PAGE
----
Auditees should be able to demonstrate to an auditor how the processes in place protect all goods destined for consumer use are so that they are controlled and free from physical, chemical and biological hazards and contamination.
In the rare event that a major food safety breach is observed during the audit or that practices at the facility represent a clear and present danger to consumer and customers, the auditor may suspend the audit and report a summary of same to his supervisors and to the designated representative at the facility under inspection. In the event evidence demonstrates that auditee documentation or understanding is consistently insufficient or absent, auditor may logically propose suspension of the audit to a later date after auditee has been given time to comply.
I personally witnessed an audit wherein the auditee was downgraded for not maintaining written records demonstrating employee understanding of food safety protocols. The production supervisor argued that it was culturally offensive to employees to force them to take written safety comprehension tests in order to demonstrate use. Finally, the parties agreed that in this case, proof of employee comprehension and performance would be considered effective following oral discussion between employee and supervisor, followed by demonstrated execution of food safety procedures, summarized and documented in writing by the supervisor and placed in a file for auditor’s review. The takeaway is that professional auditors are trained and encouraged to dialogue with the auditee, giving them ample opportunity to explain how what they are doing does in fact comply with the spirit and intent of food and packaging safety program requirements.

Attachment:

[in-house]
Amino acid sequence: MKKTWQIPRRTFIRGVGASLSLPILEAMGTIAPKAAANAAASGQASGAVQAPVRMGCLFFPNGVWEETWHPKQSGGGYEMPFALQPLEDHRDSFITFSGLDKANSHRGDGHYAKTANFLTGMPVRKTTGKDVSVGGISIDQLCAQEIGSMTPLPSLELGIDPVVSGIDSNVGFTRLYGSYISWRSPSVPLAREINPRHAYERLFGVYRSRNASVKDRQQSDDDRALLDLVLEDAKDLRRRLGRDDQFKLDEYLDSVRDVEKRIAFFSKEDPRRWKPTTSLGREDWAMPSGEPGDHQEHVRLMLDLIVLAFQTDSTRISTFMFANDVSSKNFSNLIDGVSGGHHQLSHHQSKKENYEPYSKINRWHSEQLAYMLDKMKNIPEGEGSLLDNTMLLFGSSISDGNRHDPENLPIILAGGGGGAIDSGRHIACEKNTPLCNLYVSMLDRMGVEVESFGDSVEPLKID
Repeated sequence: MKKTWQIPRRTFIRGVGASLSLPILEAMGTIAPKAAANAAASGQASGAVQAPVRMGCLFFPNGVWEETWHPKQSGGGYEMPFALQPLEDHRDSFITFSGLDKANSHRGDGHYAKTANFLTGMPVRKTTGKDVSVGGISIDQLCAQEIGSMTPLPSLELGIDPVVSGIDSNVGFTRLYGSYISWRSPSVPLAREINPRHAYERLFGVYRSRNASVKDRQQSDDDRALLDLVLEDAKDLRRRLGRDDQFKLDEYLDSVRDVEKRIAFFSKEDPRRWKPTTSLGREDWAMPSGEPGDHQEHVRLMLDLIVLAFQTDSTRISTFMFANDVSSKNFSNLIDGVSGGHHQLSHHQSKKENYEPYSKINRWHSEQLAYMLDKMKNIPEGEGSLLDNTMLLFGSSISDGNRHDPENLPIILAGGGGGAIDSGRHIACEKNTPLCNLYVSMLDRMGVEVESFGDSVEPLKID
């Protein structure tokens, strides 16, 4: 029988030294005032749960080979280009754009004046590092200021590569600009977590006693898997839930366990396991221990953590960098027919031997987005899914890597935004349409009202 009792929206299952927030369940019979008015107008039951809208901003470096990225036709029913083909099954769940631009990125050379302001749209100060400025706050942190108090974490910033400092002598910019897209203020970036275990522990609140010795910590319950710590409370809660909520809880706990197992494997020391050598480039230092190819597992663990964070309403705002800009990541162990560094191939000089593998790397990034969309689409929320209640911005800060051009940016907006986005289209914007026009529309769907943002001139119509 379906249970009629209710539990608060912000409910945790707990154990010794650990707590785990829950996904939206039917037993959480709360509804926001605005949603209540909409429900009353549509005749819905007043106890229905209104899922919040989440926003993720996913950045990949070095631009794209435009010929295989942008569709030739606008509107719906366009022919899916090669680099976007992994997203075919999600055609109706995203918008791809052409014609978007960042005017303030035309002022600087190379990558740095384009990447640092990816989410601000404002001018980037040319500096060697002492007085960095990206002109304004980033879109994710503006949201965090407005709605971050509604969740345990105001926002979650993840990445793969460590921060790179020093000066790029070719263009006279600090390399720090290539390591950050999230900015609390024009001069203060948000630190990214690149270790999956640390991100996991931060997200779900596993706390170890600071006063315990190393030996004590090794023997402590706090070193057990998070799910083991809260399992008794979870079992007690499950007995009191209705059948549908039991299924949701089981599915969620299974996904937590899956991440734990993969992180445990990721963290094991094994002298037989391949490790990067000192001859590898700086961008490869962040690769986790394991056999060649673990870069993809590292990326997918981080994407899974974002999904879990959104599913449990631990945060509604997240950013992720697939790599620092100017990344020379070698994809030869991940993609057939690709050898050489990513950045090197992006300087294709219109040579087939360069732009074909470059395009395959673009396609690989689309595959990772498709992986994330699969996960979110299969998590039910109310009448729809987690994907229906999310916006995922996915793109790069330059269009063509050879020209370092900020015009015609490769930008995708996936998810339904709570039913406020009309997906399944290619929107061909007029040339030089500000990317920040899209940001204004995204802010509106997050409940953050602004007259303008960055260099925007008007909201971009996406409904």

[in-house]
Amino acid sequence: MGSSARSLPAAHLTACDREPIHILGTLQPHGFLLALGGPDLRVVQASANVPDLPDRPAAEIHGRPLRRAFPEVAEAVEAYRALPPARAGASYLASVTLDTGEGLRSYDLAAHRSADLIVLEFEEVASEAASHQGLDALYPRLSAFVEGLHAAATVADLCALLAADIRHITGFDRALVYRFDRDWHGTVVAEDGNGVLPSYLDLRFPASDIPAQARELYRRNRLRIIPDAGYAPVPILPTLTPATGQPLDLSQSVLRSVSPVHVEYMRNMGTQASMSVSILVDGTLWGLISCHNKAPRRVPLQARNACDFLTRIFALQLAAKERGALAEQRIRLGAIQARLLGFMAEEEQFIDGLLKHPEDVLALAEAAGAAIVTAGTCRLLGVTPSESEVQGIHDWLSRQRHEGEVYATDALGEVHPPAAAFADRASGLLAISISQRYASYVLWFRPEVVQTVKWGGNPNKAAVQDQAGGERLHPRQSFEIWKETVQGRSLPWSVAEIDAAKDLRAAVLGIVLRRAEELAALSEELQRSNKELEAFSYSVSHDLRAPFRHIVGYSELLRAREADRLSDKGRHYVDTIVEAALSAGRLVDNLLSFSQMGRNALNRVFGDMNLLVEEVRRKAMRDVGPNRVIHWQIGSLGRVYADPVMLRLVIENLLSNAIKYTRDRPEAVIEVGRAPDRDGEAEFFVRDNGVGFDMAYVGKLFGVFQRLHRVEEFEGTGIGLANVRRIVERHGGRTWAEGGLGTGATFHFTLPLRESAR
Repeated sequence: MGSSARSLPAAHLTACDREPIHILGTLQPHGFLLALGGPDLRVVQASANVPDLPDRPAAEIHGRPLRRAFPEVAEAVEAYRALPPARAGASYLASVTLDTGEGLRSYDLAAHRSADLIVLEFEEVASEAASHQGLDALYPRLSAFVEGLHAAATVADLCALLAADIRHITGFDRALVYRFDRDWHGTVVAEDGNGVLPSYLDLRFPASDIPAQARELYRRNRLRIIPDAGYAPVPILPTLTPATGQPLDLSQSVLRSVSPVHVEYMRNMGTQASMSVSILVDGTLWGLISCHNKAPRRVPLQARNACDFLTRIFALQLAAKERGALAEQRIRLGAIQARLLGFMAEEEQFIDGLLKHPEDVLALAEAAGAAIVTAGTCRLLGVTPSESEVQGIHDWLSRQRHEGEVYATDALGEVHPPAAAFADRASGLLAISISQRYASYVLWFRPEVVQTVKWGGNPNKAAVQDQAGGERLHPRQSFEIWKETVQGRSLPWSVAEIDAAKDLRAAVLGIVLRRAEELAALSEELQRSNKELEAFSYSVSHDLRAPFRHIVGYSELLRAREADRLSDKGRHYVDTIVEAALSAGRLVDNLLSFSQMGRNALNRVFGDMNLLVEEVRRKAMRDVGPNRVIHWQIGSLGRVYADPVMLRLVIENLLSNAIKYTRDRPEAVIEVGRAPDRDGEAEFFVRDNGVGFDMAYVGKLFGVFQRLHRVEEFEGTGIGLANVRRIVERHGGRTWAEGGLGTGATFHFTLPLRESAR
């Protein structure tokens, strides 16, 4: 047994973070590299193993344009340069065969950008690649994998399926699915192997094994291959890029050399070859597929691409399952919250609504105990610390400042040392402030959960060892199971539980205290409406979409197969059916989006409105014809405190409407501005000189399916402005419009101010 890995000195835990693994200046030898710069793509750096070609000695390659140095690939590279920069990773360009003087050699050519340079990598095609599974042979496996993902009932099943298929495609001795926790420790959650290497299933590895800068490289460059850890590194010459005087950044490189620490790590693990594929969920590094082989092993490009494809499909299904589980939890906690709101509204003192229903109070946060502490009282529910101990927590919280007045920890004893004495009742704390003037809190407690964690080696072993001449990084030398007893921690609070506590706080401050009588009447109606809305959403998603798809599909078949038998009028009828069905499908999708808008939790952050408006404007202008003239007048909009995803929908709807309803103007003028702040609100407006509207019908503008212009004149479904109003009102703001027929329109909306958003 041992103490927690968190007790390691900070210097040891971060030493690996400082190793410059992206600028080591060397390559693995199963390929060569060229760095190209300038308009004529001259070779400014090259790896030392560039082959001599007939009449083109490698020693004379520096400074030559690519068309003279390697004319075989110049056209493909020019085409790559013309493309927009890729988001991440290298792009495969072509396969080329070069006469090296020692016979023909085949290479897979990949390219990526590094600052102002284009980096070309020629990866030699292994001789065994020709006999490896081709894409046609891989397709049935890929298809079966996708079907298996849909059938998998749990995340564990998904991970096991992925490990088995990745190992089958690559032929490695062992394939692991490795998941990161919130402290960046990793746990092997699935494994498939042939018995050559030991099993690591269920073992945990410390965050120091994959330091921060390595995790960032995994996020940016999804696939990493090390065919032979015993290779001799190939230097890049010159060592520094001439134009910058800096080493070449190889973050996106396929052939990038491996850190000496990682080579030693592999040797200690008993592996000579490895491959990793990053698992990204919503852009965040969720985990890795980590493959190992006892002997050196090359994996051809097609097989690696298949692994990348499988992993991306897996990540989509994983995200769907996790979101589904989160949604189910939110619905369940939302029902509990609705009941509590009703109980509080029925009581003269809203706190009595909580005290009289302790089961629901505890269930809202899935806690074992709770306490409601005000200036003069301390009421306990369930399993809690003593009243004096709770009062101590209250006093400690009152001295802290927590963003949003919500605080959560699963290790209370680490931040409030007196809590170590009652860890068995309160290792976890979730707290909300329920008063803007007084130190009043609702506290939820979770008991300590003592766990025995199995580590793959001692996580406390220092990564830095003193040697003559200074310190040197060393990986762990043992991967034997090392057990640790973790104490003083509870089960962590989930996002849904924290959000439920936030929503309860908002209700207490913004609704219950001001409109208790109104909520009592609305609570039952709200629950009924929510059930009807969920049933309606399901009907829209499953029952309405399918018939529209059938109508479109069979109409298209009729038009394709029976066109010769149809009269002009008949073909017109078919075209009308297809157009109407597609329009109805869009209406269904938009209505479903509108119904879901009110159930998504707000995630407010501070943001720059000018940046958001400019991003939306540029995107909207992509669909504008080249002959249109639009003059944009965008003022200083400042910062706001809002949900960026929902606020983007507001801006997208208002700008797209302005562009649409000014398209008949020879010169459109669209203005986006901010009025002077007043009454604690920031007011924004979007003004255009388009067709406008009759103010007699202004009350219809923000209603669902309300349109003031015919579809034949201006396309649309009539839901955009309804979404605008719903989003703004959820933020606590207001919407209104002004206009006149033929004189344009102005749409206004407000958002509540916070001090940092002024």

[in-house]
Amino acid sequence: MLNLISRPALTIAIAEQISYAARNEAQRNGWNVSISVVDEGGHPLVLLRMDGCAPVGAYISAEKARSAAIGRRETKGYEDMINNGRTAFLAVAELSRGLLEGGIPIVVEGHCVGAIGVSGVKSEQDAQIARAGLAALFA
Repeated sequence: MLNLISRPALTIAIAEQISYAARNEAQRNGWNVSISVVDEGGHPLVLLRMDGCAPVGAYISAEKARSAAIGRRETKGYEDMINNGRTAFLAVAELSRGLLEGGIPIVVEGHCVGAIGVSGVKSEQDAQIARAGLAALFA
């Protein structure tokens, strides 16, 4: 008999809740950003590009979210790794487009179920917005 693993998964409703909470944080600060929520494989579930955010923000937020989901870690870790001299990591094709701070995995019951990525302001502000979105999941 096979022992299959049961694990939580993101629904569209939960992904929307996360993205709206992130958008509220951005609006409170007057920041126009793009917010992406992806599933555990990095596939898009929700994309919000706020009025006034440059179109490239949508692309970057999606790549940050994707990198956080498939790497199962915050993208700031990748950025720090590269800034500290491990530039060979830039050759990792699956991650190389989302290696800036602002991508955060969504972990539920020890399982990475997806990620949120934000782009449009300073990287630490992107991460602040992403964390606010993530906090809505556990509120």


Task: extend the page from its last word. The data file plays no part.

Gary Kestenbaum has 40 years’ experience in the food and packaging industries, six as a supplier with National Starch, 18 as a product developer with General/Kraft Foods and 15 as a packaging engineer and developer with Kraft.